Study: Employers, Employees Don’t Agree on Work-Life Balance

When it comes to creating a strong work-life balance, employers and employees don’t always see eye to eye, according to a recent survey by CareerArc and WorkplaceTrends.com.
When it comes to creating a strong work-life balance, employers and employees don’t always see eye to eye, according to a recent survey by CareerArc and WorkplaceTrends.com. –iStock

When it comes to creating a strong work-life balance, employers and employees don’t always see eye to eye.

A study released Tuesday by CareerArc and WorkplaceTrends.com found that two-thirds of bosses felt their staff had a strong work-life balance. On the other hand, less than half of surveyed employees felt they had enough time to enjoy their personal lives.

The report, “The 2015 Workplace Flexibility Study,’’ asked 1,087 professionals (both employed and unemployed) and another 116 human resources professionals about work-life trends. The survey found 67 percent of HR professionals believe their employees have a decent work-life balance. However, 45 percent of surveyed employees (and 35 percent of job seekers) do not see it that way.

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CareerArc is an HR technology company with offices in Boston and Los Angeles. WorkplaceTrends.com is a research and advisory service for HR professionals located in New York.

According to CareerArc CEO Robin Richards, perceived differences between baby boomer employers and younger employees could be behind the disconnect over work-life attitudes. Of the 116 HR professionals surveyed, 62 percent said Generation X employees — workers between 34 to 50 years old — benefit the most from flexible work-life programs. Meanwhile, 35 percent said Generation Y (or millennials who fall between ages 22 and 33) benefit the most. Only 3 percent said the baby-boom generation, ages 51 to 70, benefit from work-life programs.

“Generationally, boomers’ mantra has always been ‘live to work’ while younger generations’ mantra has been ‘work to live,’’’ Richards told Boston.com in a phone interview. “It can be difficult for a boomer to really appreciate the sea of change that is occurring with employees who now covet a strong work-life balance.’’

Richards said part of the problem is that technology is “blurring the lines’’ between work and home. The survey found 1 in 5 employees spent more than 20 hours per week working outside of the office during their personal time.

“It’s almost Pavlovian,’’ said Richards. “We’ve been conditioned to answer emails quickly… People jump at all hours of the day if they perceive themselves as being a quick responder.’’

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Elaine Varelas, a managing partner of career management service company Keystone Partners, agrees the survey raises important concerns over the gap in work-life attitudes between employers and employees.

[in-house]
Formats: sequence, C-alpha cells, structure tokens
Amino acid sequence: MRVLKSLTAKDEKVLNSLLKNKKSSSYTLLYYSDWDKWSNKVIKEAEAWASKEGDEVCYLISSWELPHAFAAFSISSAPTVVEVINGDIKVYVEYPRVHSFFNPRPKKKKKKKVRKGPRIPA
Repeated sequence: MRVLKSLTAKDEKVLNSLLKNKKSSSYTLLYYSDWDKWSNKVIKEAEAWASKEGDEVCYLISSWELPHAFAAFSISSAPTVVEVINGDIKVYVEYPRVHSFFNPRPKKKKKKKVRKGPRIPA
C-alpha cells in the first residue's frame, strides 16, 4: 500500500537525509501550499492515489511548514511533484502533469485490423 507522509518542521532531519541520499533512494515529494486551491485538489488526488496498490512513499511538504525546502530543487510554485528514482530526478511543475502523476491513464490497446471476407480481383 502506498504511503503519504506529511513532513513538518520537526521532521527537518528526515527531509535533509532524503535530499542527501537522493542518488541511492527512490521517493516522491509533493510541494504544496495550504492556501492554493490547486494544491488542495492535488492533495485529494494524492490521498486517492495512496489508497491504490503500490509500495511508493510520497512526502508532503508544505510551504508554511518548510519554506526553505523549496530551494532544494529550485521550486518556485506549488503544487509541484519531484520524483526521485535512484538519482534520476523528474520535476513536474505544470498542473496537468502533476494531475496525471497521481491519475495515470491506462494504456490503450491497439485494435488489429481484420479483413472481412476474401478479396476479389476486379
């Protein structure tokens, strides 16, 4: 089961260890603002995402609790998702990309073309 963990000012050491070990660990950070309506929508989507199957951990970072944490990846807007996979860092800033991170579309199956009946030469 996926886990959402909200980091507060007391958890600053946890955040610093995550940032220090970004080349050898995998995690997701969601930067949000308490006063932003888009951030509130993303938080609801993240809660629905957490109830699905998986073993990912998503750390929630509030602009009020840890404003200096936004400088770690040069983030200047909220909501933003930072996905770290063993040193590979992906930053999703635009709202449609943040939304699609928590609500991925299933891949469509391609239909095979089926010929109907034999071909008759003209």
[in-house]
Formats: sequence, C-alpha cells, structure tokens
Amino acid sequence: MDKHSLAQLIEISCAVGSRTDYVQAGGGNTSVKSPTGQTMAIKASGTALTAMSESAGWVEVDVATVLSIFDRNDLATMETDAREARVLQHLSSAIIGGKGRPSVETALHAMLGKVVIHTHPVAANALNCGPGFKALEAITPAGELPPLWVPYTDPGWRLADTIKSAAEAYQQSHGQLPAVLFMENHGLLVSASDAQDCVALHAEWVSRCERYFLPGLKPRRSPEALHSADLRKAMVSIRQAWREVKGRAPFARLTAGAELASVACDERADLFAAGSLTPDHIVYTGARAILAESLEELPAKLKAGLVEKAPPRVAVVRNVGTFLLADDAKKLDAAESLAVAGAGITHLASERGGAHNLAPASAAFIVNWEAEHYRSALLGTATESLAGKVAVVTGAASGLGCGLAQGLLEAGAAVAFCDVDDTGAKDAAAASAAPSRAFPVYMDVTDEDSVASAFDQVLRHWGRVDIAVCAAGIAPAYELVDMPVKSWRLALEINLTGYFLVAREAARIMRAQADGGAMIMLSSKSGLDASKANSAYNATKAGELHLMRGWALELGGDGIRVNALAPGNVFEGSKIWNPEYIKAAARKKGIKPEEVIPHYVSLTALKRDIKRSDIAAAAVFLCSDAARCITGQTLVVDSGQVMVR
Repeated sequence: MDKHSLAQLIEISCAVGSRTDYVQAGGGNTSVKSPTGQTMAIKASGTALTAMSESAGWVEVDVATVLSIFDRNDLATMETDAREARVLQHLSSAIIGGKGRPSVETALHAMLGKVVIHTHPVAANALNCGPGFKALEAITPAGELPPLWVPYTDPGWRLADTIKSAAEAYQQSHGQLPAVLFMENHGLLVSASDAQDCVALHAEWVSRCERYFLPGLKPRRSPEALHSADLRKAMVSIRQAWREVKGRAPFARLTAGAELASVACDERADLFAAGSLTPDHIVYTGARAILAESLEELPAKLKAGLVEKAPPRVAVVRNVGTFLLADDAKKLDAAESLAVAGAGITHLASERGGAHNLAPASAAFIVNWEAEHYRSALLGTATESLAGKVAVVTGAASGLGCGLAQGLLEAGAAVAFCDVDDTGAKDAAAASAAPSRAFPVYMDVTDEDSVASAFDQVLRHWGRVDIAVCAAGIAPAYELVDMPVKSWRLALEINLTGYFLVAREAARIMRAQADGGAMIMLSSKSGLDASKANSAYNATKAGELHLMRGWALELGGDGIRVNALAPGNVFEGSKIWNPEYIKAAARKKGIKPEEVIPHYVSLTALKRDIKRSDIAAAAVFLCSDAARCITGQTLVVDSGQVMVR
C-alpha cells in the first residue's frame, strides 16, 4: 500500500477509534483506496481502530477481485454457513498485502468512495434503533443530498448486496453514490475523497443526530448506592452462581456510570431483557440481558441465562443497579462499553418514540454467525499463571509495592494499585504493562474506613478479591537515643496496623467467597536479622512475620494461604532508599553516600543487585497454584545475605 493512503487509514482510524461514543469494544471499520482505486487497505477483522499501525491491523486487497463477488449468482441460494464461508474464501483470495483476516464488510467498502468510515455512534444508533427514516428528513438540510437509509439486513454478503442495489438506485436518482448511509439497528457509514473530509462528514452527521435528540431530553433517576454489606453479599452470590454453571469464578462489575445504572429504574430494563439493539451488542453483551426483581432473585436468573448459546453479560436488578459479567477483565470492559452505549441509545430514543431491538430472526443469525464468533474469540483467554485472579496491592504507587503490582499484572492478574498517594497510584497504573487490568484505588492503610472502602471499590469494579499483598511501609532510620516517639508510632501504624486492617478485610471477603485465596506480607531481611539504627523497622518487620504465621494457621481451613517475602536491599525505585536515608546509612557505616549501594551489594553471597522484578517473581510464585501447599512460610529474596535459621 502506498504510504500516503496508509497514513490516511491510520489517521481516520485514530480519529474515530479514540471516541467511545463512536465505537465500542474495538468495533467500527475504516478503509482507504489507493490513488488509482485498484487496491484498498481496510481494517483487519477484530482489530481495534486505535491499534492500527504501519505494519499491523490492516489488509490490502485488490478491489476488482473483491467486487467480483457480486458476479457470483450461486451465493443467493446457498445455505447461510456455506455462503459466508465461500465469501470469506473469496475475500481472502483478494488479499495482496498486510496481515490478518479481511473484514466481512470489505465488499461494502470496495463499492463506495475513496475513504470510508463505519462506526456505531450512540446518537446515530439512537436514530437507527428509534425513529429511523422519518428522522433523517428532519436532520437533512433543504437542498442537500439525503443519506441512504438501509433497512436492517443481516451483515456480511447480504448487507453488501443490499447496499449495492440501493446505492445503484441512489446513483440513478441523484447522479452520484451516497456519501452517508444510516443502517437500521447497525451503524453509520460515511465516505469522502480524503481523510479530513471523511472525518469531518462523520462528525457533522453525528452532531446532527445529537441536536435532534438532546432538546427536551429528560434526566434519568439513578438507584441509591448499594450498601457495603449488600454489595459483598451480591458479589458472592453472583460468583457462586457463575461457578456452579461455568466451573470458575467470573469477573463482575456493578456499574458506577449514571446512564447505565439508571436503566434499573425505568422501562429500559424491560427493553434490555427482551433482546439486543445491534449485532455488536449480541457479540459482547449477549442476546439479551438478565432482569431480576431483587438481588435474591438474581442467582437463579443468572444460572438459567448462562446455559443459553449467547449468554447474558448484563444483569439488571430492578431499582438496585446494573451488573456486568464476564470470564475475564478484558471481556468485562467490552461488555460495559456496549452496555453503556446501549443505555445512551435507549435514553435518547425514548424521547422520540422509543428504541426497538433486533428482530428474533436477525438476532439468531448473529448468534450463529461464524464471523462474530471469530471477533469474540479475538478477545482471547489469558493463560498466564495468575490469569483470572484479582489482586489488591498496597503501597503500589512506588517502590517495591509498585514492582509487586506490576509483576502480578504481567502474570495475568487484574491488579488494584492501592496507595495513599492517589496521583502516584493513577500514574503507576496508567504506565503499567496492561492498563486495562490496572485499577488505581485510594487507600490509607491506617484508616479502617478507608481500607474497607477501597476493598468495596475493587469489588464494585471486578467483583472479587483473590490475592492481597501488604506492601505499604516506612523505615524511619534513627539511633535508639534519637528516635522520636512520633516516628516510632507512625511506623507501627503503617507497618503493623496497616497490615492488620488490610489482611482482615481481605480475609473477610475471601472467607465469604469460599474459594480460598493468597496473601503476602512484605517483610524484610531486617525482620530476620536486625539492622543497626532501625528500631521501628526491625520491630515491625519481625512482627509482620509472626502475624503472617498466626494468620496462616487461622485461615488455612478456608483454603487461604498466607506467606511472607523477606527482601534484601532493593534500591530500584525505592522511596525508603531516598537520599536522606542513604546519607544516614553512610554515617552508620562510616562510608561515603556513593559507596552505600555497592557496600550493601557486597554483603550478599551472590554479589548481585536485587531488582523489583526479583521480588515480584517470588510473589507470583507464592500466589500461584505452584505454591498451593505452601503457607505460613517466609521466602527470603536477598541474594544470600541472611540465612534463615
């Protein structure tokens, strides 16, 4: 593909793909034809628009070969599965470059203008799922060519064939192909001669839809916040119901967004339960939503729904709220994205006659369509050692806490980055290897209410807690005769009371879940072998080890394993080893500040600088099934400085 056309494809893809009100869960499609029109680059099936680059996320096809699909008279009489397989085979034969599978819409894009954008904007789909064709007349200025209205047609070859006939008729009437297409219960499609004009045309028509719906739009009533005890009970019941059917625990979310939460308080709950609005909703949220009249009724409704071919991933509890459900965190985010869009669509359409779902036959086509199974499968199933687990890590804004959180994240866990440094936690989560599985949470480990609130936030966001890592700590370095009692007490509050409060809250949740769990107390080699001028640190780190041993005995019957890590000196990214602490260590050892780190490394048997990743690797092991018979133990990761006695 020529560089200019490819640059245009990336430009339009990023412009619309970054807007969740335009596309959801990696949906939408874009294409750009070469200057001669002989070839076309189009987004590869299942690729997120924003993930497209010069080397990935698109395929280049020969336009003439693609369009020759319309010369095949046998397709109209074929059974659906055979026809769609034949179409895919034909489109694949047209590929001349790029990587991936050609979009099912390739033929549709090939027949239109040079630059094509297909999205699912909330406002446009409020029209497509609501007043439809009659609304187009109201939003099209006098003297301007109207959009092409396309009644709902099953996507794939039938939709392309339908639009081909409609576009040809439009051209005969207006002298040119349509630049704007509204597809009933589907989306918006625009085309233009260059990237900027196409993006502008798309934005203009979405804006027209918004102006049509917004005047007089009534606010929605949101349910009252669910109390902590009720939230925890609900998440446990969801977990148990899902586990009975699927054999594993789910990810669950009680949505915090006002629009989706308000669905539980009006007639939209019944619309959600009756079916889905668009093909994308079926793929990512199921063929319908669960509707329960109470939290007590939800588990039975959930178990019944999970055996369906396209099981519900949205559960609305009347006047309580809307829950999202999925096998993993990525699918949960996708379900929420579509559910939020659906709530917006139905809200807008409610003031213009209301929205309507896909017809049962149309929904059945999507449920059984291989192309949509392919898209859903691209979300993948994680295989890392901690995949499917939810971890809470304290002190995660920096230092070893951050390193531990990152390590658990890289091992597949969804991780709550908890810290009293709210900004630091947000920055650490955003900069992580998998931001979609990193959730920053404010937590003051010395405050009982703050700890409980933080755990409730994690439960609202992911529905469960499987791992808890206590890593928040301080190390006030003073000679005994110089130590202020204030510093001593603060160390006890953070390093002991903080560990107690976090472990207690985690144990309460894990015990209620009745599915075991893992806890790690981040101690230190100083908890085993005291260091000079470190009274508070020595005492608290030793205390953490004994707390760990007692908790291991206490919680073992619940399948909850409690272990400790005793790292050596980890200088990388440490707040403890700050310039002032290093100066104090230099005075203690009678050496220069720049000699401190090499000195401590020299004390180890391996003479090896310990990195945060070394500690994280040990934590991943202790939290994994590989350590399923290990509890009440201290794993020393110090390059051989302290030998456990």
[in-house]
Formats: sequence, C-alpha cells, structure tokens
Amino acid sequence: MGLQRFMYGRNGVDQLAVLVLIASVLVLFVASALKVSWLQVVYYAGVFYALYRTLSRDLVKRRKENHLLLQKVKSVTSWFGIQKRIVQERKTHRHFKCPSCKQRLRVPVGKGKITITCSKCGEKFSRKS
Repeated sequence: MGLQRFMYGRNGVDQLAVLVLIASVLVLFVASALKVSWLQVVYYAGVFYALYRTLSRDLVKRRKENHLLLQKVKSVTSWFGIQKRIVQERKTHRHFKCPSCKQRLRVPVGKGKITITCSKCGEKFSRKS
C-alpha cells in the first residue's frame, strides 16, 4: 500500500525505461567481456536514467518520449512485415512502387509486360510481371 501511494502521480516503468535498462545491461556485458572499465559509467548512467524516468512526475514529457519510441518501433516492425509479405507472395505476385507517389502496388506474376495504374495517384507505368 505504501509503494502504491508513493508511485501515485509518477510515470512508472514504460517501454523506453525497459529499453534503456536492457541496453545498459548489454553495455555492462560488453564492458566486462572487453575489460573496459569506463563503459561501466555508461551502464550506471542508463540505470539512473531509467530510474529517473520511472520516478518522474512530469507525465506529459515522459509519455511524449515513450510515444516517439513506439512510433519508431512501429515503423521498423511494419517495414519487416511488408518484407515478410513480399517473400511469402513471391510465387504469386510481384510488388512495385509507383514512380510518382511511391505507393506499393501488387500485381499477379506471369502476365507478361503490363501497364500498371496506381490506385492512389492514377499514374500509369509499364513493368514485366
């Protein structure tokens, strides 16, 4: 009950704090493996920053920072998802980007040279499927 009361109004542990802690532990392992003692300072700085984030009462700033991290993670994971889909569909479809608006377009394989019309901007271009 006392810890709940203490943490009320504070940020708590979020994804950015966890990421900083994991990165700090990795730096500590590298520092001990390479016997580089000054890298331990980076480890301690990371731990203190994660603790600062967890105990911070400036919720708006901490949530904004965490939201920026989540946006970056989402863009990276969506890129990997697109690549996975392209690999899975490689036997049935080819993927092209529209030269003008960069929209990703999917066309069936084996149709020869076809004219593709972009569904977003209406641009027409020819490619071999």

“When leadership and employers aren’t experiencing the same reality at work, that becomes an issue,’’ she told Boston.com by phone. “If employees are telling their bosses ‘I need work-life balance’ then employers need to listen.’’

“If they’re not having that conversation, then leadership really loses,’’ she said. Varelas pointed to Monday’s snowstorm that forced many people to stay at home as an example of achieving a strong work-life balance.

“So many people worked from home and were productive,’’ said Varelas. “But it was understood they needed to shovel their walkways and take care of their kids. They were truly multi-tasking.’’

CareerArc’s chief marketing officer Yair Riemer said addressing work-life issues could be key to addressing a potential large-scale worker shortage in a few years. A 2013 study from Georgetown University predicts the U.S. will face a shortage of roughly 5 million workers with the education requirements for jobs by 2020. The retirement of millions of boomers over the next few years is part of the reason for the anticipated talent gap.

Riemer said companies that invest in a strong work-life program could be in a better position to keep strong employees on board.

“It’s all about an employment brand,’’ said Riemer. “Retention and recruitment will be of high importance for many CEOs in coming decade. Building a good work-life brand will be key for corporations.’’

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The survey also found more than half of the companies surveyed planned to invest more in their work-life programs in 2015. These investments could include helping an employee set up a home office to be productive at home or paying for their Wi-Fi and cable bill.

Richards believes that the boomer generation of employers are hearing the message and are willing to give their employees more flexibility as part of their company’s long-term strategy.

“Culture has always been important to the boomer executive,’’ said Richards. “They realize that a strong company culture creates productivity, improves retention, and enhances recruitment efforts.’’

Over the next few years, Richards predicts more companies will roll out generous work-life perks. This could include flexible work days and “device days off’’ where employees aren’t expected to be available for work-related emails or phone calls.

“I think it starts with a dialogue,’’ said Richards. “The CEO or chief human resources officer must bring employees together and say, ‘We want to create a culture that makes you want to work here for a long time.’’’

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